One of my good friends runs the Surfrider Foundation (Jim Moriarty – you can find interviews with him on this blog) and he has been on the disposable water bottle issue for years.  In fact, ever since I met him he has been an advocate for stopping the use of single use plastics.  I agree.  Surfrider recently published this page that gives a pretty good explanation of why.


But I got to thinking about whether Jesus would have used a plastic water bottle or a snazzy SIGG aluminum jug.  The short answer is there is no way of knowing, but I had a couple of stray thoughts:

  1. Jesus seemed to like nature (His nature) quite a bit.  He lived in it, taught in it, and used it as the subject of many of his parables.  He really did think a lot of it.  Strike against single use water bottles that pretty much do nothing good for nature.
  2. Jesus was a minimalist.  He didn’t carry a heavy load around and it appears he may have been one of the first hyper-light backpackers.  So a reusable bottle would probably have been a good thing.  Why would he want to carry a case of water every day?
  3. Jesus did like new wine skins.  Not really on point, but kind of a funny thought.
  4. Jesus was more interested in pure water (the living kind) than lots of water (see 40 days in the barren waste land).
  5. Jesus never really supported the idea of destruction – except for himself as the temple.
  6. Jesus did not like wasting his time and it seems like making lots of bottles to hold water and then making them over and over and over again because we use them once and toss them is a big waste of time.
  7. Jesus cared more about people than stuff – even nature – so that probably cuts in favor of a single use bottle if that is all they had around.
  8. Jesus walked on water – not an island of plastics in the middle of the Sea of Galilee.
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God's Plan for Justice is You

When I was 19, I wanted to work at the Disneyland Resort in Anaheim, Ca. My aunt, who was an employee at the time and still is today, allowed me to put her name down as a referral on my application. She even made a phone call on my behalf to the casting department which helped me get an interview and eventually led to employment as a cast member of the magic kingdom. (After working there for awhile, the magic kingdom morphs into the tragic kingdom).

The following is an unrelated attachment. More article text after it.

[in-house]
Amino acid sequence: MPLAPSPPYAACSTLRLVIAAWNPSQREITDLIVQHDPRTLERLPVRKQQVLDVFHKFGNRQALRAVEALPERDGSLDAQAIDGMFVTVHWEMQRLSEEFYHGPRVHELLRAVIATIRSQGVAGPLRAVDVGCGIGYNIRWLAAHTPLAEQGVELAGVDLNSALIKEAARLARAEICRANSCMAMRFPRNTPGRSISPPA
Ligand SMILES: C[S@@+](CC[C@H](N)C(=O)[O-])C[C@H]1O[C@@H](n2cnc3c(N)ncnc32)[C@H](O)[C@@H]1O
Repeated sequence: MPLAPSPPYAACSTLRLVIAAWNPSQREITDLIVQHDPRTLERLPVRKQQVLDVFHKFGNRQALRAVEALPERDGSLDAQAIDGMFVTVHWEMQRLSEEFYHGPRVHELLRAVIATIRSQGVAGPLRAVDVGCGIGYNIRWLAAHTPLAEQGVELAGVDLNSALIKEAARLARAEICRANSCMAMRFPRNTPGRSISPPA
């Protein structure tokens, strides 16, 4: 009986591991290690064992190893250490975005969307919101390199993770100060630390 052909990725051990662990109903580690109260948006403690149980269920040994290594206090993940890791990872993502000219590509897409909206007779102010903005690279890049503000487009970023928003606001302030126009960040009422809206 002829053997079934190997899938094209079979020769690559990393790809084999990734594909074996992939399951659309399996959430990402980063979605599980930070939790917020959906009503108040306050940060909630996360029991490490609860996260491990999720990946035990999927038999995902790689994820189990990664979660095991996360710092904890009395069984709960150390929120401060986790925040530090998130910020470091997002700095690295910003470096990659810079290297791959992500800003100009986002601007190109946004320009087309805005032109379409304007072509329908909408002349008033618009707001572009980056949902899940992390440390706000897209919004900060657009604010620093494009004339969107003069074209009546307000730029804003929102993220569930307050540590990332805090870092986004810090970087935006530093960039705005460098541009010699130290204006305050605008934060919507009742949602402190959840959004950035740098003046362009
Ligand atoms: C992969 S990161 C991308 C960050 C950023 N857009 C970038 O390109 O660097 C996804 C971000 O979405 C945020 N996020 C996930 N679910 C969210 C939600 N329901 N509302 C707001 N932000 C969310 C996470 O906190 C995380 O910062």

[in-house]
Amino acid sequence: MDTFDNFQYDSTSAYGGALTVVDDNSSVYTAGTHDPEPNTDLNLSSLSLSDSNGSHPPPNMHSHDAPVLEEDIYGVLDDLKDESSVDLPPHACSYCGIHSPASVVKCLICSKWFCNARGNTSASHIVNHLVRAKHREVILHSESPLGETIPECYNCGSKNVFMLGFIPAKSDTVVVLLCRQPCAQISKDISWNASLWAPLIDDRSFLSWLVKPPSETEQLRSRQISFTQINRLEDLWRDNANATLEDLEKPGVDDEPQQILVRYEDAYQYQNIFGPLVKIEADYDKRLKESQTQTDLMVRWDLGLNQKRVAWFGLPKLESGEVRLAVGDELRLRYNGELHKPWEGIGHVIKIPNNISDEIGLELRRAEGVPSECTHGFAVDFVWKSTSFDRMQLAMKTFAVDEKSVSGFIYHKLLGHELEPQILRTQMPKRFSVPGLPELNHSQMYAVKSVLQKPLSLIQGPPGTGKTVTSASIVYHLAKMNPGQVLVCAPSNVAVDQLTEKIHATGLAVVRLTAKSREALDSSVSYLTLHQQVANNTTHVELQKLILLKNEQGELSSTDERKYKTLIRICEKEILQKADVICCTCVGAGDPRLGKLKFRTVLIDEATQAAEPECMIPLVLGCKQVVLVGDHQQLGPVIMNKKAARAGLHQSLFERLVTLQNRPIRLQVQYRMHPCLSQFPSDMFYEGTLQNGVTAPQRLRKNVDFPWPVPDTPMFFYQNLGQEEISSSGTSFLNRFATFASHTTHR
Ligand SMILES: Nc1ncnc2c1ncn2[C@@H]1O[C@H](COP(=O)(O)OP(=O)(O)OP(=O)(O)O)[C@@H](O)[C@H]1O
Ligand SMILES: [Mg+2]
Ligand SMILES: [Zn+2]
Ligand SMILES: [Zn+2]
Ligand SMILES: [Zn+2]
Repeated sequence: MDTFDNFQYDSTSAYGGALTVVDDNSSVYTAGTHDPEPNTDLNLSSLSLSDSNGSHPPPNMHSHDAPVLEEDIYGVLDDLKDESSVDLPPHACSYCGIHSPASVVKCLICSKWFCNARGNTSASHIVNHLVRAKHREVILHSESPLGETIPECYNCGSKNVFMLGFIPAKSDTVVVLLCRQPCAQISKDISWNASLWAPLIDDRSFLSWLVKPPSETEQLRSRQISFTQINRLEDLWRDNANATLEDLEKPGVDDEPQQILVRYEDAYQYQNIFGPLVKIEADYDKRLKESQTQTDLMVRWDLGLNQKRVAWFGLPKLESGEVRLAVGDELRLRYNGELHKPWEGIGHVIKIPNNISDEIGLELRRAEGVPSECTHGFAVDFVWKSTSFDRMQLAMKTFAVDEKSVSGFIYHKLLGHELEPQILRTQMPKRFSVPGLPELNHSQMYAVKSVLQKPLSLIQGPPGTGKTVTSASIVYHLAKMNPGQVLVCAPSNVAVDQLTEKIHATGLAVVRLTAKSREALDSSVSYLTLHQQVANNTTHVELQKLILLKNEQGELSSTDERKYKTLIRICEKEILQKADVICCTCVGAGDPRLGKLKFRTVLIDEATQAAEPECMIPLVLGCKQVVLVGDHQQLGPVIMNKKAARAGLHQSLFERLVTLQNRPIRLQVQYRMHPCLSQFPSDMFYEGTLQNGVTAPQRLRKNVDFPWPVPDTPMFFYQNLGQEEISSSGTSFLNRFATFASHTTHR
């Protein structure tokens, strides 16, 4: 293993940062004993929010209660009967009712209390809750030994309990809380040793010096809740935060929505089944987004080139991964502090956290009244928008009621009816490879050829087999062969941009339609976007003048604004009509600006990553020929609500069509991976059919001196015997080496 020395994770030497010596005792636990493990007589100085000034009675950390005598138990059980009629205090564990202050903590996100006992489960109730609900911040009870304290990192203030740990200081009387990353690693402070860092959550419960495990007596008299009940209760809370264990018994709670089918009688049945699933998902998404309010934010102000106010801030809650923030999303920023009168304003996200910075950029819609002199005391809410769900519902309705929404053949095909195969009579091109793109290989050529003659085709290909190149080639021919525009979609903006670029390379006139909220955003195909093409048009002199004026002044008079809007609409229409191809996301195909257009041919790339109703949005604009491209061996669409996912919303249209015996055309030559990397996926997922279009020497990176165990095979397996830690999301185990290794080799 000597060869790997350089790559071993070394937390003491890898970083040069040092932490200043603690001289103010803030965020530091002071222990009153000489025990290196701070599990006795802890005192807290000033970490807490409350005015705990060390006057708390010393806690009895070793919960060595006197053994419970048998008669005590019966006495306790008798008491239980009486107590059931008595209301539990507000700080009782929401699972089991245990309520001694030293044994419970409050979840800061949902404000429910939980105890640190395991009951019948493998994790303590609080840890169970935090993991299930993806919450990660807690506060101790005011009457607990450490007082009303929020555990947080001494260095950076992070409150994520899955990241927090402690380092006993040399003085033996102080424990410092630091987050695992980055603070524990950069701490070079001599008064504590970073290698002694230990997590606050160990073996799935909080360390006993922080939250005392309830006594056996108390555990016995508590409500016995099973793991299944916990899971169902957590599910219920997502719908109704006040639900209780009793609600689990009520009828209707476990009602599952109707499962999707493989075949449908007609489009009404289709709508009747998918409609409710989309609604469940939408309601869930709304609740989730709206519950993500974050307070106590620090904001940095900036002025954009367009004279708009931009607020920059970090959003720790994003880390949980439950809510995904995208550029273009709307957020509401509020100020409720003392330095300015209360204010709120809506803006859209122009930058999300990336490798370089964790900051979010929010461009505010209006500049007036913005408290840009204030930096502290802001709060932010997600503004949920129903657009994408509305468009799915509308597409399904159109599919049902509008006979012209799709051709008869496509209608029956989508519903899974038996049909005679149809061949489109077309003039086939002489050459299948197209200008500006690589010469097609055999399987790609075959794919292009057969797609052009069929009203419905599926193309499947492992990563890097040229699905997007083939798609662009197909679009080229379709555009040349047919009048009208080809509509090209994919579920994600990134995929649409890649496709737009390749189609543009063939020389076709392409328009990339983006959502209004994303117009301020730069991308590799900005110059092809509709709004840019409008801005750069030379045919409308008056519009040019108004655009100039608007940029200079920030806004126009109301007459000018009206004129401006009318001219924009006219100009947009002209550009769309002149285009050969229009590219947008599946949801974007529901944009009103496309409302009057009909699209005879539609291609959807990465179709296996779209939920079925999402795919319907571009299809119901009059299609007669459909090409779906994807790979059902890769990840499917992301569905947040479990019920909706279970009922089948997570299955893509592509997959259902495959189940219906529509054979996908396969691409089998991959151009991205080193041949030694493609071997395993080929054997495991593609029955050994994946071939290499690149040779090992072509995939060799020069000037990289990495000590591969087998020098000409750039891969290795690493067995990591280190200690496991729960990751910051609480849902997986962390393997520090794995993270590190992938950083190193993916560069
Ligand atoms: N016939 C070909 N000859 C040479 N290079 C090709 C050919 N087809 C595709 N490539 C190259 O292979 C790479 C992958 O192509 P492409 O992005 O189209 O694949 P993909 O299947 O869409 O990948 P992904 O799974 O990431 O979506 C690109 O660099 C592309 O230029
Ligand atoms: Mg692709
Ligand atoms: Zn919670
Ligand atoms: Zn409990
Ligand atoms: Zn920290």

Since it was her referral that got me the job, I wanted to be a good, dependable worker so that her referral was not made in vain. If I had been a lazy, unreliable worker, one, I would have made my aunt look bad and two, the casting department could have lost trust in her abilities to bring on good workers to the resort. My actions had a direct relation to her reputation as my referral.

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God and natural disasters

Of all the types of suffering we see in the world, sometimes the most difficult to comprehend is the tragedy of natural disasters. With the earthquake and tsunami in Japan, we are once again reminded that nature has the power to unleash unimaginable destruction, causing loss of life and suffering on a scale that’s difficult to comprehend.

You can’t help but feel a sense of helplessness when such disasters occur. Because their origin comes from this planet we call home, we all feel the sting when the earth convulses. And we wonder: Can we trust this life-giving sphere that is usually so good to us? It all seems rather capricious, especially when those who are least able to handle the terrestrial smack of earthquakes, typhoons, and floods are often hit the hardest.